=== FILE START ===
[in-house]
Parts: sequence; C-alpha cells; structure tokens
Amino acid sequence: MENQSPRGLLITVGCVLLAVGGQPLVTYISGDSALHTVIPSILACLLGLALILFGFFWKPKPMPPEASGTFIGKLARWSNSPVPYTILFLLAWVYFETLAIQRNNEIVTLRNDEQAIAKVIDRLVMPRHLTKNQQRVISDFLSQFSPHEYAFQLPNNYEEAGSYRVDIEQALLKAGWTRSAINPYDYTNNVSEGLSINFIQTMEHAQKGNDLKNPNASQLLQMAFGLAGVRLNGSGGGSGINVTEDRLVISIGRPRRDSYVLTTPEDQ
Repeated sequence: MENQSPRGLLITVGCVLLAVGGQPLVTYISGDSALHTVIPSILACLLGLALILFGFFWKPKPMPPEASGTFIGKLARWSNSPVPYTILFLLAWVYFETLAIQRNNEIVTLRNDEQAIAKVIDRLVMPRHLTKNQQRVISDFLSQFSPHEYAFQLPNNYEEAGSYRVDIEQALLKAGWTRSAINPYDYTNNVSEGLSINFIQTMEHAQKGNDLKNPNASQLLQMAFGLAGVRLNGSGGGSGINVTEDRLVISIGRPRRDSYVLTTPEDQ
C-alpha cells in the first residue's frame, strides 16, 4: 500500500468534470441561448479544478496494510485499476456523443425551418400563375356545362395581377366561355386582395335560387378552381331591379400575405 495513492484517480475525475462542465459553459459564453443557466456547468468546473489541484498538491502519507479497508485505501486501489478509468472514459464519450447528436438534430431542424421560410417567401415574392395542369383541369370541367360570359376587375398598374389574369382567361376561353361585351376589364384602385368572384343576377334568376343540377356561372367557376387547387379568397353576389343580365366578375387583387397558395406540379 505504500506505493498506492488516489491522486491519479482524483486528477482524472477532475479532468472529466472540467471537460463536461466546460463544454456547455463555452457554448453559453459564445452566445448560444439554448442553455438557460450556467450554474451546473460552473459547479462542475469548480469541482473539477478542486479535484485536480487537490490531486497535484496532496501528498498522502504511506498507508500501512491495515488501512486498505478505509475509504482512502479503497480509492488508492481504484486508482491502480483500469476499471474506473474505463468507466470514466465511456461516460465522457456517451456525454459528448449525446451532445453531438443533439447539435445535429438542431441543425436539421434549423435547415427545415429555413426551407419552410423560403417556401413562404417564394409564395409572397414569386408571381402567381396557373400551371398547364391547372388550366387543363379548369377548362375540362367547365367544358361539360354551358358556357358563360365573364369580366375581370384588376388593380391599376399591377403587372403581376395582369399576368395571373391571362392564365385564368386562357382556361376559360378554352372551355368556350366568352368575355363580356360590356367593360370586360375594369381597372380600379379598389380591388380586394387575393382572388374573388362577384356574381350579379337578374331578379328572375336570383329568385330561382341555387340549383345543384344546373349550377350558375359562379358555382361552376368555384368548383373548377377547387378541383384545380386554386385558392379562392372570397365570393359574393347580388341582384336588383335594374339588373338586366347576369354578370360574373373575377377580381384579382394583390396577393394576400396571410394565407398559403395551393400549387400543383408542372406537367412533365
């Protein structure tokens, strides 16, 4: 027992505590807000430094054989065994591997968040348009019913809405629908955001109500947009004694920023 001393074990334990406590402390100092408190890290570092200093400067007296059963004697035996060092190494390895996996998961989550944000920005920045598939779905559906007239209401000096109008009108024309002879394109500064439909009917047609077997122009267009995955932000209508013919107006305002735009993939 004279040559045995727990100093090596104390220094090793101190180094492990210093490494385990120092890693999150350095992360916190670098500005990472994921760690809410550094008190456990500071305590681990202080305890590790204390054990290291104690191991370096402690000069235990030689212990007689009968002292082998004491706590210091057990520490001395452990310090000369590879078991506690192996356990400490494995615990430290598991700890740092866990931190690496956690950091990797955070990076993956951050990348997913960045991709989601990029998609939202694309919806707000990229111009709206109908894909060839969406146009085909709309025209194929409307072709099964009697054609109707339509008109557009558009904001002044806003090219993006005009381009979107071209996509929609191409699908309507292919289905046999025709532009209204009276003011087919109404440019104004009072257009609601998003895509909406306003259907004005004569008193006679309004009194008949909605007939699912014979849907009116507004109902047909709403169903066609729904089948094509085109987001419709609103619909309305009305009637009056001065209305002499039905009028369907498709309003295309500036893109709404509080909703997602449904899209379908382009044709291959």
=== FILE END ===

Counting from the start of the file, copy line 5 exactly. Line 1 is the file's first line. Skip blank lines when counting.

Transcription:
C-alpha cells in the first residue's frame, strides 16, 4: 500500500468534470441561448479544478496494510485499476456523443425551418400563375356545362395581377366561355386582395335560387378552381331591379400575405 495513492484517480475525475462542465459553459459564453443557466456547468468546473489541484498538491502519507479497508485505501486501489478509468472514459464519450447528436438534430431542424421560410417567401415574392395542369383541369370541367360570359376587375398598374389574369382567361376561353361585351376589364384602385368572384343576377334568376343540377356561372367557376387547387379568397353576389343580365366578375387583387397558395406540379 505504500506505493498506492488516489491522486491519479482524483486528477482524472477532475479532468472529466472540467471537460463536461466546460463544454456547455463555452457554448453559453459564445452566445448560444439554448442553455438557460450556467450554474451546473460552473459547479462542475469548480469541482473539477478542486479535484485536480487537490490531486497535484496532496501528498498522502504511506498507508500501512491495515488501512486498505478505509475509504482512502479503497480509492488508492481504484486508482491502480483500469476499471474506473474505463468507466470514466465511456461516460465522457456517451456525454459528448449525446451532445453531438443533439447539435445535429438542431441543425436539421434549423435547415427545415429555413426551407419552410423560403417556401413562404417564394409564395409572397414569386408571381402567381396557373400551371398547364391547372388550366387543363379548369377548362375540362367547365367544358361539360354551358358556357358563360365573364369580366375581370384588376388593380391599376399591377403587372403581376395582369399576368395571373391571362392564365385564368386562357382556361376559360378554352372551355368556350366568352368575355363580356360590356367593360370586360375594369381597372380600379379598389380591388380586394387575393382572388374573388362577384356574381350579379337578374331578379328572375336570383329568385330561382341555387340549383345543384344546373349550377350558375359562379358555382361552376368555384368548383373548377377547387378541383384545380386554386385558392379562392372570397365570393359574393347580388341582384336588383335594374339588373338586366347576369354578370360574373373575377377580381384579382394583390396577393394576400396571410394565407398559403395551393400549387400543383408542372406537367412533365